Oppenheimer's grandson calls for efforts to reduce global tensions

The grandson of Robert Oppenheimer, the physicist who led the United States' development of nuclear bombs during World War Two, spoke in the country attacked with those weapons and called on the world to learn from history.

Charles Oppenheimer addressed the Japan National Press Club in Tokyo on June 3. He urged people to heed his grandfather's call for global unity and cooperation, as the world now faces "a newer phase of more danger than ever before and escalating tensions between the superpowers."

He cited the growing tensions between the US, China and Russia, calling them "the biggest danger in the world if we can't increase communication at least and cooperation between those countries."

He said that Japan's experience "shows the world that we should never use the bombs again." He said he is opposed to the use of any kind of bomb. "I personally believe all bombs are immoral, not just atomic bombs. They should never be used by humanity." He stressed that people should "use the same science and technology to save the world instead of to destroy it."

Charles Oppenheimer speaking in Tokyo on June 3.

Robert Oppenheimer, widely known as the "father of the atomic bomb," was director of the Los Alamos Laboratory, where he oversaw the Manhattan Project -- the US plan to develop an atomic bomb during World War Two.

The renowned theoretical physicist later became distressed when he learned of the devastation caused by the atomic bombings of Hiroshima and Nagasaki. After the war, Oppenheimer took a stand against the development of the hydrogen bomb, fearing that it would accelerate the nuclear arms race.

Physicist Robert Oppenheimer is known as the "father of the atomic bomb."

Charles Oppenheimer said that many Americans came to view his grandfather as an enemy because of his opposition to making hydrogen bombs.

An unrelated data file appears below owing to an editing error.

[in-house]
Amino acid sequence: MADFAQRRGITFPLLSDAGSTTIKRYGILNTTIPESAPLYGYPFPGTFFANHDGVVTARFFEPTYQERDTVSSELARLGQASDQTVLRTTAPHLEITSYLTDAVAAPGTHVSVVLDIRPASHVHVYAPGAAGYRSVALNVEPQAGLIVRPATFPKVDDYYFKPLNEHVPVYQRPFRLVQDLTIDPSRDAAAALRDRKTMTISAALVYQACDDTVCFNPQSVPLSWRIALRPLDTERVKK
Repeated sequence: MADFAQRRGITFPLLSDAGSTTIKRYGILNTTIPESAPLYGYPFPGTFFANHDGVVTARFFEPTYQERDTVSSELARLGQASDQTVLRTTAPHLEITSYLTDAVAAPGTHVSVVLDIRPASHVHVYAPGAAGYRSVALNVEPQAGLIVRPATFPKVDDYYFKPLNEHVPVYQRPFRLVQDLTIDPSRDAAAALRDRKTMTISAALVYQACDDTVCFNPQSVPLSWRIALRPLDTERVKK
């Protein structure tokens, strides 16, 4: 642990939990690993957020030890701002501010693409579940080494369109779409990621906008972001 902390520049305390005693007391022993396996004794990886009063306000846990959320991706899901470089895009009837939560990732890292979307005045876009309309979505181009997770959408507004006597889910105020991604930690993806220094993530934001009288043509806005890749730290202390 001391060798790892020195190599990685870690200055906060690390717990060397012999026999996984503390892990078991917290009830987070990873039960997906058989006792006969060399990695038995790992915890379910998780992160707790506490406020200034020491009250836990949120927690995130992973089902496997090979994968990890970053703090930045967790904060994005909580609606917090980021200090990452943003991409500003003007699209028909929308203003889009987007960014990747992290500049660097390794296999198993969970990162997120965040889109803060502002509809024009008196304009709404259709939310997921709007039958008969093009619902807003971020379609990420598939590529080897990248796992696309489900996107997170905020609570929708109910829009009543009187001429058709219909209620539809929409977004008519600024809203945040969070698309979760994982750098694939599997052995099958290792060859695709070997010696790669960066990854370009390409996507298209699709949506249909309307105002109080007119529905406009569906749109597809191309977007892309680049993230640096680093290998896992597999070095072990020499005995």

He carried this "guilty mark for much of his life," his grandson said.

"What he believed in and said is that we need global unity and cooperation around the existential problems that we all face," he said. "We could have avoided the arms race and not been under the terrible danger that we are today from nuclear weapons."

Oppenheimer, who has been working to pursue nuclear non-proliferation in the US, touched on his recent visit to Hiroshima, something his grandfather was not able to do when he visited Japan in 1960.

"I feel grateful that I had the experience to be able to go there on a quiet trip and have one-on-one conversations with people," he said. "I know he wanted to do that but couldn't do it."

Robert Oppenheimer's Japan trip

Former NHK producer Usami Shozo, 89, interviewed the physicist during his Japan visit in September 1960.

"I wanted to ask his opinion on the fact that many citizens died because of the atomic bombings," Usami recalls.

"His answer was not very clear, but I remember him saying something like, it was unfortunate that many people died, but as a scientist, he had to devote himself to the development."

According to Usami, the interview he conducted at Haneda Airport was broadcast on the radio at the time, but the recording has since been lost.

Watch video 2:23
NHK footage including Usami interviewing Robert Oppenheimer in Tokyo in 1960.

Award-winning film

The 2023 film "Oppenheimer," based on the physicist's life story, captured seven Oscars, including Best Picture and Best Director. The three-hour drama has drawn mixed reactions in Japan since its opening at the end of March.

Critics, including some in Hiroshima and Nagasaki, pointed out that the movie fails to convey the reality of the atomic bombing, as it does not include any depictions of the catastrophic damage to the two cities.

Before coming to Tokyo, Oppenheimer met with some atomic bomb survivors, or hibakusha in Hiroshima.

He said he believes that they understand the difference in the values of former US President Harry Truman, who authorized dropping the atomic bombs, and those of his grandfather.

"It's difficult to talk about these things but we need to," he said.

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